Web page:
Competence stimulating peptide (CSPs) regulates genetic competence, biofilm formation, and acid tolerance of bacteria. CSPs are short peptides, approximately 17–21 amino acids, produced by many Streptococci from the proteolytic digestion of the comC gene product [20]. CSPs can induce alarmones which are intracellular signal molecules and are produced due to harsh environmental factors and can convey sophisticated messages. CSPs have diverse effect on oral streptococci including promoting competence, biofilm formation, and DNA release [21]. CSP-sensing pathway in S. mutans is linked to the production of mutacins and bacteriocins with antimicrobial activity against a range of oral bacteria. CSP molecules are highly species specific. A CSP produced by one bacterium rarely interferes with the activity of CSP produced by a different bacterium. Eckert et al. have developed a highly novel antibacterial agent using the species-specific nature of CSP, called Specifically Targeted Antimicrobial peptides (STAMPS), containing two functional domains, the first domain is a targeting peptide domain and the second is an antimicrobial peptide domain.

5. Interspecies Communication and Periodontal Disease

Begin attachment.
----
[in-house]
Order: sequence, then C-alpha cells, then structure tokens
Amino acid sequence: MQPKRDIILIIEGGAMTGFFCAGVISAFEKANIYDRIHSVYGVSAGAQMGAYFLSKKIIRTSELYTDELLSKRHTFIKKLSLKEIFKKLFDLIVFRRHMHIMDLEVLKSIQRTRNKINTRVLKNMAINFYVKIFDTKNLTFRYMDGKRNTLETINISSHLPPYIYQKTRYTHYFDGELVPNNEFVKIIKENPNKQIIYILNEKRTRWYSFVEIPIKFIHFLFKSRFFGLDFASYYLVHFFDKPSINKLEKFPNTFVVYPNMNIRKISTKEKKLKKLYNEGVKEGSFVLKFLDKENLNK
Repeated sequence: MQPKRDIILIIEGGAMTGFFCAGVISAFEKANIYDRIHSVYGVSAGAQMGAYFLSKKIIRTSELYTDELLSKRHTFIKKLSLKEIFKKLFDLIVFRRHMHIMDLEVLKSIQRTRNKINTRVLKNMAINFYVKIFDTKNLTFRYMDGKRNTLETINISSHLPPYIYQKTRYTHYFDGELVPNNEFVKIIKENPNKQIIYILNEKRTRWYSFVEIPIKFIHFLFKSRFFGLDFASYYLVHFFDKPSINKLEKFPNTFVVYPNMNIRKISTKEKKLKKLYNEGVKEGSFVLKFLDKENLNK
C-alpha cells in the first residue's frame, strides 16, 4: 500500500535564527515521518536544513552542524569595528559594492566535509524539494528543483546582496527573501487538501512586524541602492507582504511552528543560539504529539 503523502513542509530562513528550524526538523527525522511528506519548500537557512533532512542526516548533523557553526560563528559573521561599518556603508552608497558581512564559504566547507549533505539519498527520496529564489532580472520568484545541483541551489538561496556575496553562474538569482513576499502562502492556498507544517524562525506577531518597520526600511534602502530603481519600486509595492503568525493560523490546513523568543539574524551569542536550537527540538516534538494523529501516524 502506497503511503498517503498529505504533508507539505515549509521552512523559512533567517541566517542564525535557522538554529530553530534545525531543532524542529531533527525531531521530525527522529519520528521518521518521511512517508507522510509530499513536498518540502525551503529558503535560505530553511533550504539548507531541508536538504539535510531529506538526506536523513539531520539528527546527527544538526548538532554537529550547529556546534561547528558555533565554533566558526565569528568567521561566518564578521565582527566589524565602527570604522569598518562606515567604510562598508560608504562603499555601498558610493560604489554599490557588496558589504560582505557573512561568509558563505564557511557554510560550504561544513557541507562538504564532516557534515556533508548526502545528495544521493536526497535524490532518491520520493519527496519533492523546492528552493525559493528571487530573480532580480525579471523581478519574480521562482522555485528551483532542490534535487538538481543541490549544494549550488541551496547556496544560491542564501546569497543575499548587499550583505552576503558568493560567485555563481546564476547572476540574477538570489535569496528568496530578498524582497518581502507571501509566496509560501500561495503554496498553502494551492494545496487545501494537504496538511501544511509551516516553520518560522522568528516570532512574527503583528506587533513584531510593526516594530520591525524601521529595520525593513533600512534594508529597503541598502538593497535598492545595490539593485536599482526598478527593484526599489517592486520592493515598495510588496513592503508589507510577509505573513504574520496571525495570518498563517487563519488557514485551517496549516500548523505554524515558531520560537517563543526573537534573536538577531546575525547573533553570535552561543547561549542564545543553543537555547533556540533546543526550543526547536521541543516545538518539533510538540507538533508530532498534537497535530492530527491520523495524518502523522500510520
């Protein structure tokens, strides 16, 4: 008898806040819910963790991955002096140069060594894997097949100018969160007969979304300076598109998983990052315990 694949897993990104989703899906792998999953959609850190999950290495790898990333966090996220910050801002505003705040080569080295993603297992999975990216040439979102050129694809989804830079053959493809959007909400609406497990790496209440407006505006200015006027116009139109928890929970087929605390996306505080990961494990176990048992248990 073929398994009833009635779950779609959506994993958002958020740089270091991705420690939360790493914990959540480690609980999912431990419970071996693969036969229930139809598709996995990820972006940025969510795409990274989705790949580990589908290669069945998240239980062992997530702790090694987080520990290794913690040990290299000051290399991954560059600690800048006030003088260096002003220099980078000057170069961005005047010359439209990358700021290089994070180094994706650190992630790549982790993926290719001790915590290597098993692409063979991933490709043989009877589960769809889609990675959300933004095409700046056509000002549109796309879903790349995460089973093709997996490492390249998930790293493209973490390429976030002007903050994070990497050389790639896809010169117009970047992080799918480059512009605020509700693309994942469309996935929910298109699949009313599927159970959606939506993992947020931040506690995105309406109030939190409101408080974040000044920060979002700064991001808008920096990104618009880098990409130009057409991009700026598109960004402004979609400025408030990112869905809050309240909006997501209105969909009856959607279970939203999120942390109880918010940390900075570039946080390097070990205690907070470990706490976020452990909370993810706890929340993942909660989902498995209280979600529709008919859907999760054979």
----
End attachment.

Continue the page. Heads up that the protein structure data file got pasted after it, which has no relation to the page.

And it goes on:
Periodontal diseases are mainly caused by dental plaque which is “specific but of highly variable structural entity resulting from sequential colonization and growth of microorganisms on the surfaces of teeth and restoration consisting of microorganisms of various strains and species is embedded in the extracellular matrix, composed of bacterial metabolic products and substances from serum, saliva, and blood” (WHO, 1978). Microorganisms in dental plaque are found in “complexes,” based on the frequency of which microorganisms are recovered together. Different microbial complexes have now been identified and are believed to be associated with various stages of disease initiation and progression. Members of the yellow complexes (Streptococcus spp.) and the purple complexes (A. odontolyticus and V. parvula) are the early colonisers of the dental plaque. Members of the green (E. corrodens, A. a. comitans, and Capnocytophaga spp.), orange (Fusobacterium, Prevotella, and Campylobacter spp.), and red (P. gingivalis, B. forsythus, and T. denticola) are the secondary colonisers of the dental plaque. Members of green and orange complexes have been recognised to be pathogenic causing certain periodontal and nonperiodontal infections. The red complex is associated with bleeding on probing. Bacteria of the orange complex may also be associated with red complex microorganisms, found in greater numbers in diseased sites and in more advanced periodontal disease. Thus, there exists interdependency among the bacteria present in the same or different complexes, for which an effective communication mechanism is essential. Communication among different bacterial species improves their chance of survival and thus has a major role in the etiopathology of the periodontal disease. Physical communication provides the site for adherence to the successive microorganisms; metabolic communications bring about the environmental changes favorable for the growth of pathogens; signaling molecules help bacteria to regulate their behaviour in response to changes in the environment; and genetic communication provides the microbial resistance against the antibiotics. Interspecies communication plays a major role in the initiation and progression of periodontal disease (see Figure 4).